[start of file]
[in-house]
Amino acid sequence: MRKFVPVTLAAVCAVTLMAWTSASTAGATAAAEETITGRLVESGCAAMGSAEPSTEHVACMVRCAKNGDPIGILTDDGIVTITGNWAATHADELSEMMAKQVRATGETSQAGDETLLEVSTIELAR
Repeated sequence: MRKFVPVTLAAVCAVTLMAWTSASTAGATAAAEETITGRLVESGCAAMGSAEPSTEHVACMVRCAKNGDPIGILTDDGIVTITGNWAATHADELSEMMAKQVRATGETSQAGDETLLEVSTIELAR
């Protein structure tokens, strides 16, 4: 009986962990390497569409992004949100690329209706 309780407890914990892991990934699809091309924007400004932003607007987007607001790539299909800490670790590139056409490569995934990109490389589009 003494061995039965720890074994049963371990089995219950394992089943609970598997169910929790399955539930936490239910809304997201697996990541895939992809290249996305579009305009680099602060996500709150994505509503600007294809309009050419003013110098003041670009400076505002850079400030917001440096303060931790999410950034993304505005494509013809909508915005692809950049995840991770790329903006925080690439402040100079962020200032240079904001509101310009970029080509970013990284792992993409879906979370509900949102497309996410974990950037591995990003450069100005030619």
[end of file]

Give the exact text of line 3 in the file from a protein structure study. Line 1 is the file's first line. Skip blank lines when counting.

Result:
Repeated sequence: MRKFVPVTLAAVCAVTLMAWTSASTAGATAAAEETITGRLVESGCAAMGSAEPSTEHVACMVRCAKNGDPIGILTDDGIVTITGNWAATHADELSEMMAKQVRATGETSQAGDETLLEVSTIELAR